wildfire

Lance Cheung / USDA

Colorado and Oregon researchers writing this week in the journal Science say there's an urgent need to reevaluate wildfire management practices, calling for more “collaborative governance” and more prescribed fire.

“Science tells us these are fire-adapted ecosystems and we have to get fire back on the ground, and that’s a key strategy for mitigating future fire and also for the long-term resilience of those ecosystems,” said Courtney Schultz, professor of natural resource policy and governance at Colorado State University.

Jesse D. Acosta

Wildland firefighters use fire retardant — the red stuff that air tankers drop — to suppress existing blazes. But Stanford researchers have developed a gel-like fluid they say makes fire retardant last longer and could prevent wildfires from igniting in the first place if applied to ignition-prone areas.

Brendan Murphy / Utah State University

Reservoirs can get messy after a big wildfire. The issue isn’t the fire itself, it’s what happens after. 

Photo by Kirk Siegler / KUNC

Climate change in the Western U.S. means more intense and frequent wildfires churning out waves of smoke that scientists say will sweep across the continent to affect tens of millions of people and cause a spike in premature deaths.

That emerging reality is prompting people in cities and rural areas alike to gird themselves for another summer of sooty skies along the West Coast and in the Rocky Mountains — the regions widely expected to suffer most from blazes tied to dryer, warmer conditions.

Colorado is testing out self-driving ATVs to assist wildland firefighters at work. The state is working with Honda to test out the company’s emerging technology.    

Rae Ellen Bichell / Mountain West News Bureau

A few months ago, John Parker retired and moved into a salmon-colored log house on a mountain called Tungsten in unincorporated Boulder County.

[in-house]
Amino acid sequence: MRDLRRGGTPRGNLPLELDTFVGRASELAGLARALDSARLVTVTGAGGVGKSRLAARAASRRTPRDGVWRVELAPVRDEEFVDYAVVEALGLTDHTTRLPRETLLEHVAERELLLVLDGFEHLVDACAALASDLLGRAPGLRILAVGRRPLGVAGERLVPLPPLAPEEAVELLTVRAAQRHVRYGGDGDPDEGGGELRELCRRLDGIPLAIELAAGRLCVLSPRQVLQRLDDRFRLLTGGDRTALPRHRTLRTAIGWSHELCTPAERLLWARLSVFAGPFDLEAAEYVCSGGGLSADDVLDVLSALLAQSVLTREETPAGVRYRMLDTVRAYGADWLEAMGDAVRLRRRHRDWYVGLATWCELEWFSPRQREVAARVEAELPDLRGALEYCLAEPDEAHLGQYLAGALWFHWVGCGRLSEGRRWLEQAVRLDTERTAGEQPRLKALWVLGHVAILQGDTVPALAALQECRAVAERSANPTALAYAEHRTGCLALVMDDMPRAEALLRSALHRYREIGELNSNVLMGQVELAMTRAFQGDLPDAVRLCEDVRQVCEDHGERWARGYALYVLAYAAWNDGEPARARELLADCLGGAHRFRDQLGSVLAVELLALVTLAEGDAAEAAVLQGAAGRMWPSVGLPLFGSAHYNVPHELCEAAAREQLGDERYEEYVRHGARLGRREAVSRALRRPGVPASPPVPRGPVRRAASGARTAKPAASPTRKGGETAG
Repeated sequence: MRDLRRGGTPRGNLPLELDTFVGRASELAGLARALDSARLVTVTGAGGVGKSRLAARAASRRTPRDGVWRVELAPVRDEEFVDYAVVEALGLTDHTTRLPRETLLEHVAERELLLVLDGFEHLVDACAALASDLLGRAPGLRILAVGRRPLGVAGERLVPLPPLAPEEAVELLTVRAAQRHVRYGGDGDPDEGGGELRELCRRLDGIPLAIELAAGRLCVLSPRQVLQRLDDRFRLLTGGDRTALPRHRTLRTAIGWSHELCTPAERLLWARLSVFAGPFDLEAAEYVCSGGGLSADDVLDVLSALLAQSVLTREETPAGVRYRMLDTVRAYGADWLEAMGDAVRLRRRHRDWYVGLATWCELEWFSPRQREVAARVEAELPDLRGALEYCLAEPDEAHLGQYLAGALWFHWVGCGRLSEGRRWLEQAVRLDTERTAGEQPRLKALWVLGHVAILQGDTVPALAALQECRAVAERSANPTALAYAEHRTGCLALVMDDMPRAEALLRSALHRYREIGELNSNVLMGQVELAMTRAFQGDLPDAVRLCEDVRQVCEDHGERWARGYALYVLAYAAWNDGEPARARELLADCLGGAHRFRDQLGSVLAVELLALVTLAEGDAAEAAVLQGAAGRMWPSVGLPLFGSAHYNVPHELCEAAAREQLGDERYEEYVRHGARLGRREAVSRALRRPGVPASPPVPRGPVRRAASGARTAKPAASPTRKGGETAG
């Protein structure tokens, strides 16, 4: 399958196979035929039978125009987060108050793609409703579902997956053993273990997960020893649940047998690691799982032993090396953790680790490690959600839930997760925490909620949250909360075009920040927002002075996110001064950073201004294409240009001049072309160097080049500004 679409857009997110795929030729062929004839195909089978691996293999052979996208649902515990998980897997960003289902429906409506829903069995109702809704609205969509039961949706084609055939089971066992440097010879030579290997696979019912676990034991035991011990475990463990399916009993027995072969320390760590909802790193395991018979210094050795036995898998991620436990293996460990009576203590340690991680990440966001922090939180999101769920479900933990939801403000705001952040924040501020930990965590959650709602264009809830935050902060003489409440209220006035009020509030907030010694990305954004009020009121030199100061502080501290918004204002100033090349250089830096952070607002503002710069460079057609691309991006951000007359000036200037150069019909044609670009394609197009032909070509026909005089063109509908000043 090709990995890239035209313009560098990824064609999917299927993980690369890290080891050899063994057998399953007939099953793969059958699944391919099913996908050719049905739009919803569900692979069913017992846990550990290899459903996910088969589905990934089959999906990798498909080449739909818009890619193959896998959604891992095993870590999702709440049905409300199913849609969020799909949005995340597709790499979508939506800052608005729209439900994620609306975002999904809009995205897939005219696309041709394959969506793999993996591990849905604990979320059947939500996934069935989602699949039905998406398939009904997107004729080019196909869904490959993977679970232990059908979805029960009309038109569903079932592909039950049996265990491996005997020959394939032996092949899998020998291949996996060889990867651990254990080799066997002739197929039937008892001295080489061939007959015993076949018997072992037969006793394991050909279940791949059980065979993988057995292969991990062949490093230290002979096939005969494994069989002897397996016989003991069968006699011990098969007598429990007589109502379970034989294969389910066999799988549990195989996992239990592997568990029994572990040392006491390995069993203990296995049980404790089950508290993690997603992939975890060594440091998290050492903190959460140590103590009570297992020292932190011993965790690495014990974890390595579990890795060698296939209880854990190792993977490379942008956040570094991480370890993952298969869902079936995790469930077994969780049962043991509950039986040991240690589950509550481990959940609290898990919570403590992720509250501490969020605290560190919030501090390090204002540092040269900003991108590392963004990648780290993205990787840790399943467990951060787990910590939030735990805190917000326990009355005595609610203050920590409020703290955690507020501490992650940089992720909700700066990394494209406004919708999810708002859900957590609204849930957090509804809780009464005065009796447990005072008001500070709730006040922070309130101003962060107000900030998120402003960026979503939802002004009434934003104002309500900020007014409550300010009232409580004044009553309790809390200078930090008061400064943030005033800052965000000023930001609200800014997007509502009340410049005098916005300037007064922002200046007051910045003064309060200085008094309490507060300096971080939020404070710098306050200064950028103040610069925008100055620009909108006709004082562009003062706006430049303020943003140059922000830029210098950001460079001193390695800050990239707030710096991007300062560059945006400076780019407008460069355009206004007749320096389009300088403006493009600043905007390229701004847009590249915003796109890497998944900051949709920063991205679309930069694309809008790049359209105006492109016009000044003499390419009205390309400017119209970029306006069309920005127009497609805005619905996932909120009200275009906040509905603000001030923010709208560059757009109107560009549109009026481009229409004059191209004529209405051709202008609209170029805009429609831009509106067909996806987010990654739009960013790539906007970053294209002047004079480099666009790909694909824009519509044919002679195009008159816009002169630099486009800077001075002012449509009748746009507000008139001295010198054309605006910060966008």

"Just to get a little piece of heaven, get away from the madding crowd," he says.

Inside, a wood-fired stove fills the house with heat and a low hum. Outside, the snow feels like thick, gritty icing. The wind barrels up a slope, gathering snow into a glittery stream. When the glitter stream meets the house, it curves around and hugs it, piling up around the back steps. It does not feel like the time to think about wildfires. But if that same wind was carrying embers instead of snow, those would follow the same path and instead of glittering, that pile by the back door would be glowing.

A recent report from NOAA’s National Centers for Environment Information shows there were 14 severe weather events across the country last year costing a total of $89.4 billion. Five of those affected the Mountain West region.

COLORADO SPRINGS, Colo. (AP) — One of three people accused of starting a central Colorado wildfire that destroyed eight homes has pleaded guilty.

KOAA-TV in Colorado Springs reports 19-year-old Kegan Owens struck a deal with prosecutors and acknowledged Monday that he started an illegal campfire in late June. The plea agreement calls for a year and a half in prison followed by a year of probation.

Photo by Kirk Siegler / KUNC

Forest managers say 2.9 million residents now live in areas at risk of wildfire in Colorado, up 45 percent over five years.

The State Forest Service released updated statistics Monday on the number of people who live in the wildland-urban interface, where homes are built near or within areas prone to wildland fire.